How to Find Gold Ore in Crystal Quartz

Gold ore often forms in hydrothermal veins related to mountain building and along fault zones. Quartz commonly forms in the bulk of the vein with smaller amounts of gold, calcite and sulphides such as pyrite. The bedrock along stream or river courses containing the quartz veins wears away through wind and water erosion leaving the vein exposed. The quartz itself also erodes allowing the "placer" gold and other heavy minerals to wash downstream and deposit in rivers and streams. Because gold is heavy, it settles out in sediment in the calm bends of the river.

Examine river bends for evidence of gold. Use a sieve to wash the sediment from the slowest part of the river, the interior of the bends. Gold is very dense and falls out of suspension where the river velocity slows.

Review the geologic map for evidence of bedrock quartz veins. The source of the gold will be upstream from the location in the river where you find the gold. Walk through the area to find outcrops of the quartz.

Collect samples of the quartz vein in several locations in the outcrop using the rock hammer. Break the quartz samples open and examine the mineral for evidence of gold ore. You may need to use a hand magnifier because gold deposits are often small.

Perform mineral identification tests on the suspected gold to identify the mineral. Some minerals, such as pyrite, look similar to gold and also form in quartz veins. Gold is very soft and you can scratch it with a copper penny or a pocketknife. Rub the gold on a white streak plate and observe the colour. Gold leaves a shiny, yellow-coloured streak. Pyrite, or "Fool's Gold," is much harder and leaves a greenish-black coloured streak. Pyrite will not show a scratch from a penny or knife. Gold is also very dense and heavy while pyrite flakes and is much lighter.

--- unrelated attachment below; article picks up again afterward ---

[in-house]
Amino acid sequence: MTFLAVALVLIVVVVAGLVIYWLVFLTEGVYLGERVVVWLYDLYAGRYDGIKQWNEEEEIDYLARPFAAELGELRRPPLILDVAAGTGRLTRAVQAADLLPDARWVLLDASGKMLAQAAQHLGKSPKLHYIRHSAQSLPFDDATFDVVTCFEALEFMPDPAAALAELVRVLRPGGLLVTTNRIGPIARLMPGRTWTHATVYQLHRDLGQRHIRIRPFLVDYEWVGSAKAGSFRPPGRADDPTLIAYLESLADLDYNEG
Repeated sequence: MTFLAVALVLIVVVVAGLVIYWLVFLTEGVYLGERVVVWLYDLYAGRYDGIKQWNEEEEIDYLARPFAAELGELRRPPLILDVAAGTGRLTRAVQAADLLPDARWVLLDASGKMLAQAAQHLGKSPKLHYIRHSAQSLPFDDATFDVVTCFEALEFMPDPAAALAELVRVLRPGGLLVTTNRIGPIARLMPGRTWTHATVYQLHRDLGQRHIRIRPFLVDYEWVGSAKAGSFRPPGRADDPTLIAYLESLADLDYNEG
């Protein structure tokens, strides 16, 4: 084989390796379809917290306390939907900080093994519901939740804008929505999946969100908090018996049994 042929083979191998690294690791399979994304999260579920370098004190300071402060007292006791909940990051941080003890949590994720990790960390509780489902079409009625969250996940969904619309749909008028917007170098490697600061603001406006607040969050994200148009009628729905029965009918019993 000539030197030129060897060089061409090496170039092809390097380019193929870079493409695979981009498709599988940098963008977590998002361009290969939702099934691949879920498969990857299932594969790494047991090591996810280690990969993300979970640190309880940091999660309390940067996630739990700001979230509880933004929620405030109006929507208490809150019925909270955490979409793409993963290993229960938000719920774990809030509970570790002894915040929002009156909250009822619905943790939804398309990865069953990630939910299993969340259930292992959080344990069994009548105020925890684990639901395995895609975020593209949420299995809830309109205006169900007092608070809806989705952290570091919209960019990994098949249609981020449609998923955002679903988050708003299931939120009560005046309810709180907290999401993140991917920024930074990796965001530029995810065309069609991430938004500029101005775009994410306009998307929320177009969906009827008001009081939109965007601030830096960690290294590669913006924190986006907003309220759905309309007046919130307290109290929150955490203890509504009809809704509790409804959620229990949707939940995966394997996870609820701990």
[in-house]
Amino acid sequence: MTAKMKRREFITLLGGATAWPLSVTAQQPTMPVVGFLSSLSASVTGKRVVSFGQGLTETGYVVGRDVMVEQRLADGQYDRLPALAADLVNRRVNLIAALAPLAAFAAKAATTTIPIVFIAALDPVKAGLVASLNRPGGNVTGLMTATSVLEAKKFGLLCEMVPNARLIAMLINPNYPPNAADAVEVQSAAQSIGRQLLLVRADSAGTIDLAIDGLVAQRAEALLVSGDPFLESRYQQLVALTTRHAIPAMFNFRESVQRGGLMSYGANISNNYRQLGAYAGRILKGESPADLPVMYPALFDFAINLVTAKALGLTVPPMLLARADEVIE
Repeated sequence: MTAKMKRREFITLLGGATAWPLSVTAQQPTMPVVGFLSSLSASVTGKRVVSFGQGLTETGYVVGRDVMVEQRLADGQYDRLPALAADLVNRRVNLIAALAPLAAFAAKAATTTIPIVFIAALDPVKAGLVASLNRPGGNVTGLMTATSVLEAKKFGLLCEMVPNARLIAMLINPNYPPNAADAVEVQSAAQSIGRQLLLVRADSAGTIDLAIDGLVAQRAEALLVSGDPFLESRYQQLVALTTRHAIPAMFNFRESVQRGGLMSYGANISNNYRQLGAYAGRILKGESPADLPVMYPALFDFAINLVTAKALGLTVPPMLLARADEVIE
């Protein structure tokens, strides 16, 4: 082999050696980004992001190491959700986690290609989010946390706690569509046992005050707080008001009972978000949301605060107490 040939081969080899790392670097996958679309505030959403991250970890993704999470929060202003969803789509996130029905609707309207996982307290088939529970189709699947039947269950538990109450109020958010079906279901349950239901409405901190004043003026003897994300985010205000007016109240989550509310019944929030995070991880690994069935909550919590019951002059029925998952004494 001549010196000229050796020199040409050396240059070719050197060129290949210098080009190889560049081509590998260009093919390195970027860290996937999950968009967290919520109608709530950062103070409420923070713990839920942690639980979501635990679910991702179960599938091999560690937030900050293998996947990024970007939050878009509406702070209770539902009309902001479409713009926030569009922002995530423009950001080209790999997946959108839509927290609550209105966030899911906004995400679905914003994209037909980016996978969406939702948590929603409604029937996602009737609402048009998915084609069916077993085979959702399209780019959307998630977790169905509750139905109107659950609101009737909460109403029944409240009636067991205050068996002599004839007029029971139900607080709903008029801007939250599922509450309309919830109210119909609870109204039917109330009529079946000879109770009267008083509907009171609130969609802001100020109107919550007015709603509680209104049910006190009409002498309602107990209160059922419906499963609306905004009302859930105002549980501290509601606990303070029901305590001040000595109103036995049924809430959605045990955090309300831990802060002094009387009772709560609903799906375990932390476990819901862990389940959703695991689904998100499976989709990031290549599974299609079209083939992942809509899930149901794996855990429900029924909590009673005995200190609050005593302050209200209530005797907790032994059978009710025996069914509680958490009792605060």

Contact a local geologist to help you identify potential quartz veins if you are not familiar with reading a geologic map or looking for outcrops. Use an unglazed tile for the streak test if you do not have a streak plate.


Modern mining techniques are typically necessary to find significant amounts of gold ore.

Things You'll Need

  • Geologic map
  • Sieve
  • Rock hammer
  • Hand magnifier
  • Copper penny
  • Pocket Knife
  • Streak plate, white
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About the Author

Tracy Barnhart is an earth science expert. A professional geologist with over 16 years of technical writing experience, she has expanded her writing skills to include instructional articles on business, parenting, finance and science. She has Bachelor of Science and Master of Science degrees in geology from Furman University and the University of South Carolina.